Up here in Canukistan Jap milsurps are few and far between and pretty much confined to collectors. I have never seen a Nambu pistol in real life or an Arisaka rifle. And to be honest... I don’t really care much. I might get punched out by the fan boys for saying so - but these guns look cheap and shoddily made to my eye. I’d much rather have a Colt or a wobbly Webley or a Luger...
And that makes me wonder too. The old samurai order took their weapons very seriously, and the their katana swords were legendary for their quality and balance. I’ve heard historians say that they were the best edged weapons made anywhere, over any time in history. To go from that? To this?
Gah. I’d commit hairykarri or sepukku too!
I'd probably commit sudoku. That's a fate worse than death. Really makes my brain hurt......ReplyDelete
Notice the similarity to the Ruger .22 and/or the old Crosman pellet gun?ReplyDelete
As you probably know, there's a reason for that. Bill Ruger copied....er, drew a lot of inspiration from a Nambu bringback owned by a Marine friend of his.Delete
The Baby Nambu to be more precise:Delete
the story here:
Just before the chinki-pox broke the local Cabelas had about five of the type 14 Nambus sitting in the gun library case. They had been there for a couple years and no one wanted them. They just reopened the gun library and they are now gone. Can't imagine any local customer bought them.ReplyDelete
Glen, one of my fellow students in Iai has an Arisaka that he restored. It is quite a weapon.ReplyDelete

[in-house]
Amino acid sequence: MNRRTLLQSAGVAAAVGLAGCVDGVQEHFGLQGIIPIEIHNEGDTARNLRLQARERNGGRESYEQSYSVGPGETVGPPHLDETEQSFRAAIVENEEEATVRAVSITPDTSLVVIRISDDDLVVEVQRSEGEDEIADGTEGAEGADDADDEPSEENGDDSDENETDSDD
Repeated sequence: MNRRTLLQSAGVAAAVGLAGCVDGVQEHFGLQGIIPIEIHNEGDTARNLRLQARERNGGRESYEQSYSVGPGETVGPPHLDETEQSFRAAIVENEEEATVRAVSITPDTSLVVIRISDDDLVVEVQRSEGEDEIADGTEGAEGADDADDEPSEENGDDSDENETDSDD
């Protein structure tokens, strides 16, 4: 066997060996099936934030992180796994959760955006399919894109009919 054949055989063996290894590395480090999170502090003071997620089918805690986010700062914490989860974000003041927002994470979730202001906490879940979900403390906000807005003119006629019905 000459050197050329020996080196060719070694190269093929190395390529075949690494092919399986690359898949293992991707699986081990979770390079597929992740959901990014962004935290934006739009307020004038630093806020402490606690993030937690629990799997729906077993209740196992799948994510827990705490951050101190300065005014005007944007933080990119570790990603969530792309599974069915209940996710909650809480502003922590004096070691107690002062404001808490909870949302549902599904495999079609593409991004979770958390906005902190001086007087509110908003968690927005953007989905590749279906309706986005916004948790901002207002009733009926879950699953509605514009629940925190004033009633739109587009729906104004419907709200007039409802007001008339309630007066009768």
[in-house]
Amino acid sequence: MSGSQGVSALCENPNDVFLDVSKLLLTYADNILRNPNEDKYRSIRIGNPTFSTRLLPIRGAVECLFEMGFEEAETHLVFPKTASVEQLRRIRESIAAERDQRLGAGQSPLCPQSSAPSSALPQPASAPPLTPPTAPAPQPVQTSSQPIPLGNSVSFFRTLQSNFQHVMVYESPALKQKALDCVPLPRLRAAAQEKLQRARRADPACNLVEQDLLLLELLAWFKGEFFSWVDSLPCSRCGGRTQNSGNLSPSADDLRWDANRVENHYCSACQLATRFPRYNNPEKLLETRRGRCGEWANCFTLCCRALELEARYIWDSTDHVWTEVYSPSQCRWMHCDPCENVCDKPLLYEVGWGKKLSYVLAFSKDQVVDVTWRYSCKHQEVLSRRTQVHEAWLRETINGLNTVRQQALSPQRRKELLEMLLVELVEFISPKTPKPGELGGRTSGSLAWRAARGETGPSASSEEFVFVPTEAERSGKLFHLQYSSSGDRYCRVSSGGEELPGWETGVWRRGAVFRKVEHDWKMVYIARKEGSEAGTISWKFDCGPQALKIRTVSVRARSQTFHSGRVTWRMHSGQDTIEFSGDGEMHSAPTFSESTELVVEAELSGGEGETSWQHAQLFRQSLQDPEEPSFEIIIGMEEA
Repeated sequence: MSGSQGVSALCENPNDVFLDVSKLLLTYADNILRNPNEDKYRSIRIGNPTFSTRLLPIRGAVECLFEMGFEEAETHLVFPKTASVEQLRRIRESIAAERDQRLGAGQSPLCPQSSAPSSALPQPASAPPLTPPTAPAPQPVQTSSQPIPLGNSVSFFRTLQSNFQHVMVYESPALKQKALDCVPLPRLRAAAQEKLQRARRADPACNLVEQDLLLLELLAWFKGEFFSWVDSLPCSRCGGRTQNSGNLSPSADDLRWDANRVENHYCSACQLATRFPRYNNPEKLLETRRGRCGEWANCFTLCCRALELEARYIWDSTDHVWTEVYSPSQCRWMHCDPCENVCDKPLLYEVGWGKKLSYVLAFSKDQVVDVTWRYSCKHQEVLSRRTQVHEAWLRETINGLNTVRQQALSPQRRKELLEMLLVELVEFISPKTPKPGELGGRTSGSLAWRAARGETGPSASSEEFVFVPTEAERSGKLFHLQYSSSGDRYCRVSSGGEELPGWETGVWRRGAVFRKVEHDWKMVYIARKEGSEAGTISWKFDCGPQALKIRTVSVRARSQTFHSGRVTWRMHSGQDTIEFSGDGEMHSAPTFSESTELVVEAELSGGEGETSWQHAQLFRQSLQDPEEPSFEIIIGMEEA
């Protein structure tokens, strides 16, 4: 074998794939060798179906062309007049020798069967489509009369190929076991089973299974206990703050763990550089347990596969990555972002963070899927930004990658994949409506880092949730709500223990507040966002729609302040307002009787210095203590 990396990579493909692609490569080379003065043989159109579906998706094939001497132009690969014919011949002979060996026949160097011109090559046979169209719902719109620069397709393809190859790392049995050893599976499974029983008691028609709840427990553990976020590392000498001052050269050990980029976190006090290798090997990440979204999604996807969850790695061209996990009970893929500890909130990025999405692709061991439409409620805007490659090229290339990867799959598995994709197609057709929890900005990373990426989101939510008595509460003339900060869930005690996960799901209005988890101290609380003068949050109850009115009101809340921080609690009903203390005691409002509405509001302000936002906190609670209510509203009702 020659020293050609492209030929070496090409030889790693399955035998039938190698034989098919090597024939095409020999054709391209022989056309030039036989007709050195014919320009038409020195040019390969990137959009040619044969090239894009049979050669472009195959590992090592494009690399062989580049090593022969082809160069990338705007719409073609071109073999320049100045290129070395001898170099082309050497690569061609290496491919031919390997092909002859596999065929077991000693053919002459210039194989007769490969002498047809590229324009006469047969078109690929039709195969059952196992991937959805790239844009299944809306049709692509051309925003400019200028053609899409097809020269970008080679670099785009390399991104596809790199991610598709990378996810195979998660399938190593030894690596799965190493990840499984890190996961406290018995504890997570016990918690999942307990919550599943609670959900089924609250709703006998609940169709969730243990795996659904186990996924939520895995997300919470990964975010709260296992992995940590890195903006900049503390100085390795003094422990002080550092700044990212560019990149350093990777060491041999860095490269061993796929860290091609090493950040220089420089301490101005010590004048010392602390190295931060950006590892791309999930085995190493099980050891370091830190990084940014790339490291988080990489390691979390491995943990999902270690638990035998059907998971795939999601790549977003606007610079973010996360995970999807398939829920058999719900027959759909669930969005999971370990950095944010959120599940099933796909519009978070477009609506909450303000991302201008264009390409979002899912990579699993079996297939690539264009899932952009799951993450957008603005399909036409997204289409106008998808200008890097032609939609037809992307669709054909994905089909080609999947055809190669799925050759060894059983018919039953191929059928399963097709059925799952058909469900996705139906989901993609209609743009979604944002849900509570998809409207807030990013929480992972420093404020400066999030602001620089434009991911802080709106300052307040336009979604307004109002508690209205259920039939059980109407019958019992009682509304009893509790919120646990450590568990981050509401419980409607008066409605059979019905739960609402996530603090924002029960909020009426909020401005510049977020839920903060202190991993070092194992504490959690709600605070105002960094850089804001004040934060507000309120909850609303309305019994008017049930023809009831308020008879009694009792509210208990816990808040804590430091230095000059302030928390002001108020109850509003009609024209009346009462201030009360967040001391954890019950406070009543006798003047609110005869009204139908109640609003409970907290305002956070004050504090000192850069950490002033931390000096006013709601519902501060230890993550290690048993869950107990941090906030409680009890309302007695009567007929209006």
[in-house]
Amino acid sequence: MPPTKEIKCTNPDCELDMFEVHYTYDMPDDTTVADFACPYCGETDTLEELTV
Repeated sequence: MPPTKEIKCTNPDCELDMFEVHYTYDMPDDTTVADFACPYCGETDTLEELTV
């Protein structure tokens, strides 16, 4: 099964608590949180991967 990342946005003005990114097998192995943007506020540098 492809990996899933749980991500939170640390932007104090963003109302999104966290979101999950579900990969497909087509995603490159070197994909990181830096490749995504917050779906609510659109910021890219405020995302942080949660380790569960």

There is no doubt that The Empire gave the Marines the very hell of it with the Arisaka, TB. If you caught a bullet from one... it would ruin your day and no bones about it. As a relic or curio goes... they can’t be beat. There aren’t a lot of them around and pristine specimens with the royal chrysanthemum carry price tags that would make your nose bleed.Delete
But by WW2 battle rifles began to advance. The American M1 Garand arrived on the scene, as did the German Sturmgewhers. I think the Russkies had that SVT thing by then too. From a technological angle...even against other bolt guns... it was no screaming hell.
I still, to this day, don’t understand why the Japs attacked the US. They had to know that they would lose...?
Because Japan was ruled by an Emperor. Think for a moment: Let's say that you were born to a royal family that owned a country. From the time you are born until whenever, you're surrounded by people whose job it is to anticipate your slightest whim and to enthusiastically fulfill it. No one ever tells you 'no'. You're never punished, ever. You can do as you like at all times.Delete
Your staff does not insist you learn to read or write, but they encourage it. You aren't forced to learn history or geography or foreign custom. In your own country you dictate custom, and everyone you encounter is happy that you do.
So WWII comes along, and you have generals and admirals, and not all of them are crazy about attacking the U.S. of A. because, you see, Japan could lose. But the war with China is proving Japan is invincible, so - why not?
Cut to a few years down the road, and things aren't going so well. Then you, the Emperor, are told that an entire city has been destroyed. Your enemy sends you a message - unconditional surrender or else. Nobody talks to you like that! You're the Emperor! Then 'or else' happens and your generals, admirals, and other advisors give you the bad news. You're on borrowed time and it comes from a jealous clock.
And, BTW, the Nambu was a cheaply made pistol and likely to blow up in your hand. I've handled one, and I wouldn't care to try shooting it. I need all my fingers and eyes for typing.